The emergence of the authentication industry during the 1990s was characterised on many occasions by manufacturers of the different technologies taking pot shots at one another through negative marketing that sought to promote their offerings by belittling the opposition. In this respect, hologram manufacturers were as guilty as their counterparts in other areas of authentication. But the industry has grown up and moved on, and few suppliers of any of the authentication technologies still claim to offer the mythical silver bullet, with most recognising that different technologies address different aspects of counterfeiting, diversion and other forms of piracy, but no single technology addresses them all. This recognition is evidenced by the increasing trend for erstwhile competitors to join forces, offering socalled ‘layered' solutions that combine a range of different but complementary technologies to address the needs of anti-counterfeiting, authentication and track and trace. One technology, however, that appears to be going against this trend is RFID, which in many quarters is being touted, in the words of Lester Crawford of the US Food and Drug Administration, as the ‘cornerstone technology in the fight against counterfeits because of its ability to track, trace and authenticate'. Not only are supporters of RFID actively promoting this message, but they are often doing so in the context of disparaging other solutions. As we reported in last month's Holography News, for example, such supporters were quick to capitalise on the recent deaths in Turkey caused by counterfeit liquor (in bottles sealed with genuine holograms stolen from the manufacturing plant) by claiming that the use of RFID would have prevented this from happening by allowing the stolen labels to be identified. And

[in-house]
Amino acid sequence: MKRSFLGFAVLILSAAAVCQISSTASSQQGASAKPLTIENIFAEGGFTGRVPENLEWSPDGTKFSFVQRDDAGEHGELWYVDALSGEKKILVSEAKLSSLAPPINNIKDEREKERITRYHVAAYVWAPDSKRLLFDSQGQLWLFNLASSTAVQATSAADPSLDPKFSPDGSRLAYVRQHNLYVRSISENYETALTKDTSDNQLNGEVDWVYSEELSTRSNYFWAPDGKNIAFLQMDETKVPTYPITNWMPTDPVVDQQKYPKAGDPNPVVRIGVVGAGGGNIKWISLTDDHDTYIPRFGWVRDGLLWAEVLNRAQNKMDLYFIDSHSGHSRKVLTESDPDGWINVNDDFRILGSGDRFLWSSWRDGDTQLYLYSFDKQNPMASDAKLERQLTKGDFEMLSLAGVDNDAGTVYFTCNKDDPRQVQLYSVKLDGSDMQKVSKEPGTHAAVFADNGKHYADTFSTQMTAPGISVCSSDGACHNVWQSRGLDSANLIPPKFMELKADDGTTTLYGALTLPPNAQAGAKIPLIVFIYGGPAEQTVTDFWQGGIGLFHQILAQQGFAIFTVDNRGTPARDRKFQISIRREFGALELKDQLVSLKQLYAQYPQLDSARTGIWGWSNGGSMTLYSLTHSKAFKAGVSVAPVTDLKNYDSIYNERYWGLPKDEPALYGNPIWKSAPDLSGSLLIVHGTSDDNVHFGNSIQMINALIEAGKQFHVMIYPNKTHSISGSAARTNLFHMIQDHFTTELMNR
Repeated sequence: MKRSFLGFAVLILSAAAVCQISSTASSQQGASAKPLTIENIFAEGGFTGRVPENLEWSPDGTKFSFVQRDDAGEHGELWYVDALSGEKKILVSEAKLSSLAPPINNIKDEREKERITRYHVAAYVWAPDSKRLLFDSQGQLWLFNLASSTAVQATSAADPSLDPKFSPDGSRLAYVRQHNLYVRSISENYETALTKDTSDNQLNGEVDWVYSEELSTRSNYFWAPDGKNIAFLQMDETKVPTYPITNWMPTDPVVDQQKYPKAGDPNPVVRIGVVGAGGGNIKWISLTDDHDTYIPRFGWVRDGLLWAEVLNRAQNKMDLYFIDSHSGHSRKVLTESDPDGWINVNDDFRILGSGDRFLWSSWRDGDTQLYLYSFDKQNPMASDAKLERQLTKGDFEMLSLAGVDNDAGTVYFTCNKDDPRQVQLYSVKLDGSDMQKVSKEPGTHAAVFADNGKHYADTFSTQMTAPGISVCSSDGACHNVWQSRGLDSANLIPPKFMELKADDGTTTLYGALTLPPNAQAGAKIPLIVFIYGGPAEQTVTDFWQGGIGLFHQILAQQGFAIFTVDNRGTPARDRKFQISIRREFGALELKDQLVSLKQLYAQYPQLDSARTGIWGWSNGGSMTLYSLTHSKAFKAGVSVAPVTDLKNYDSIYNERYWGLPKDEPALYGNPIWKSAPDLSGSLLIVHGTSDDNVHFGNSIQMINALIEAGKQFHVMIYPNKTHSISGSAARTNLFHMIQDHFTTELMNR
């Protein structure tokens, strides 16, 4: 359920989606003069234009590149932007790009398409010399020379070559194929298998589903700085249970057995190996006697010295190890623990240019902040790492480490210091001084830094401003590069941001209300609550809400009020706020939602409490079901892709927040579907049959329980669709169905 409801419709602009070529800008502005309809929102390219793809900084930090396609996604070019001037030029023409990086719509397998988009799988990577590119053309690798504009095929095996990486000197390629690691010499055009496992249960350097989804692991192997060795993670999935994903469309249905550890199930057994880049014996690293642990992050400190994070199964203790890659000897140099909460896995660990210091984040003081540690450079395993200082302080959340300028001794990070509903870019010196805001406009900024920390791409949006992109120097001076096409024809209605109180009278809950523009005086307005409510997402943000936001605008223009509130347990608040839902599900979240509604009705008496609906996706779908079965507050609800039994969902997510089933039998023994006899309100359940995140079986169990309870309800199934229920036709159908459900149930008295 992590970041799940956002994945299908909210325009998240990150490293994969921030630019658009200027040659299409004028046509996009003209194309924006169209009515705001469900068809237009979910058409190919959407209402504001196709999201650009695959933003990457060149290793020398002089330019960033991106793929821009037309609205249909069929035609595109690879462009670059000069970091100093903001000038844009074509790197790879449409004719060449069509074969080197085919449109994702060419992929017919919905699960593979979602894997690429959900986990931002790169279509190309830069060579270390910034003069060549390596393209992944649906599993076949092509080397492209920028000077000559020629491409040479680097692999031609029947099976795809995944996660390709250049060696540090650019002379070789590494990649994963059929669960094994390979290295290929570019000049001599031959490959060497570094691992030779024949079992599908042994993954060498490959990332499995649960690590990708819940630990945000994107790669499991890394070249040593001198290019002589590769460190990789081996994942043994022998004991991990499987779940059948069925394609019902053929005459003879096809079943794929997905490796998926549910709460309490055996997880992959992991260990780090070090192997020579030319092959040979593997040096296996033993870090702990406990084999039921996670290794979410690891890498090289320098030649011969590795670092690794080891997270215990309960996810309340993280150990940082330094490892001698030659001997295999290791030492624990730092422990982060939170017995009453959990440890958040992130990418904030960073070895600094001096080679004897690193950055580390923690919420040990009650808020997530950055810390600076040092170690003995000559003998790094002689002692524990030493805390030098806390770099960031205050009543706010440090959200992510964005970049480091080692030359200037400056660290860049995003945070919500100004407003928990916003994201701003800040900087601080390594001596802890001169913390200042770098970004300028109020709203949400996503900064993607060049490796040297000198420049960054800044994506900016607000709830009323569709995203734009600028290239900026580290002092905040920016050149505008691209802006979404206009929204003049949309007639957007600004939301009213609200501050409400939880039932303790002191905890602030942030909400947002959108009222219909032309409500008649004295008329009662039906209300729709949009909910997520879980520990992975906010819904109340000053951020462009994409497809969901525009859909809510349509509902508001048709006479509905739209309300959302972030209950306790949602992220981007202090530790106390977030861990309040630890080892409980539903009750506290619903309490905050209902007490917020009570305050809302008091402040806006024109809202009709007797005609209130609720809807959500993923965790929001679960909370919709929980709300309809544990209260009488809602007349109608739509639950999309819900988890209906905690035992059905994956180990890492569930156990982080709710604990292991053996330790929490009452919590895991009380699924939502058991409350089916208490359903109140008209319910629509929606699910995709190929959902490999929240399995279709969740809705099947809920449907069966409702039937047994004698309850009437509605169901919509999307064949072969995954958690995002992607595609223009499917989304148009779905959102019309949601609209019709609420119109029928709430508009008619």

as we pointed out, so would the holograms had they been sequentially numbered or equipped with some other form of unique identification. Preposterous Claims This month, in a different context but with similar undertones, a letter in the SunWeekend, a Malaysian newspaper, called for the Health Ministry to adopt RFID tags in place of holograms for the Meditag medicines authentication label. The writer, who would only be identified as a ‘pharmaceutical industry insider', claimed that holograms are not used to stem piracy and don't work anyway. (His preposterous claims were refuted by the IHMA in a letter published in the paper the following weekend.). These are just two examples of how an emerging technology is being sold on the basis of competitive disinformation in an industry which has long moved on from such practices. RFID provides significant benefits in product tracking and inventory control, which in itself helps to reduce the incidence of counterfeits by making it harder to infiltrate these into the official supply chains. But anti-counterfeiting is a side benefit and RFID is unproven for authentication purposes, expensive (both in the cost of the tags and their readers), requires significant infrastructural support and in some cases is simply not practicable (for example, the metal in blister packs interrupts the radio signal transmitted by the device). Critically, however, the signal can be hacked into and the data recorded in the device changed using simple PDAs. And not only can the data be reprogrammed, but there are major concerns about privacy. As HolographyNews' sister publication Authentication News reports, hand-held PDAs could read what type of underwear you are wearing, what books you are carrying.